How Georgia king Passes Away?

    The 82-year-old, who has been an icon for social justice and giving back to the community, died on Tuesday, Feb. 7, 2023, according to their family. She had recently suffered from health concerns, and her daughter and family had been fundraising to improve their own home for her. Mother Georgia King has been a Memphis icon for social justice and a Civil Rights pioneer for decades. In the 1960s, she was a member of the sanitation workers’ I Am A Man Movement and the Poor People’s Campaign. Mother King’s time and energy have since been devoted to action and advocacy for individuals who are homeless.

Patrick Swanson / February 12,2023

4 Georgia HBS Attorneys Honored in the 2023 Super Lawyers Magazine

4 Georgia HBS Attorneys Honored in the 2023 Super Lawyers Magazine

4 Georgia HBS Attorneys Honored in the 2023 Super Lawyers Magazine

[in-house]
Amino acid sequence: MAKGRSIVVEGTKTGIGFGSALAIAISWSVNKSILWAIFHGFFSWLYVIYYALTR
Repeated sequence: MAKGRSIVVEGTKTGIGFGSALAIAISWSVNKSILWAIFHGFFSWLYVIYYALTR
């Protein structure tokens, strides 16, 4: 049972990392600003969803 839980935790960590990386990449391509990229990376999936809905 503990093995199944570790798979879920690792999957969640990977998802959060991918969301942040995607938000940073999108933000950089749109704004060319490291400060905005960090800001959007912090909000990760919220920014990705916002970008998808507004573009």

GEORGIA – February 9, 2023 – We are excited to congratulate John E. Hall, Jr., Rush S. Smith, Jr., C. Michael Johnson, and James B. Durham as they have been recognized for their outstanding legal service and selected to the 2023 Georgia Super Lawyers list once again.

John E. Hall, Jr.

John Hall was honored for his work in personal injury medical malpractice defense. This is the nineteenth time he has been recognized as a Super Lawyer in this field. John is one of the founding partners of Hall Booth Smith. He specializes in the defense of high exposure cases including medical malpractice, batch claims, construction, commercial litigation, mass torts, transportation, and products liability.

John has established himself as one of the top litigators in the health care field and has tried over 125 cases to resolution. His expertise in high exposure birth trauma and catastrophic cases resulted in his being named National Counsel for several major insurance carriers. John also maintains a robust corporate practice in International, International Trade and Finance, Arbitration/Mediation, Business Structures, Health Care, and Commercial Litigation.

Patrick Swanson / February 10,2023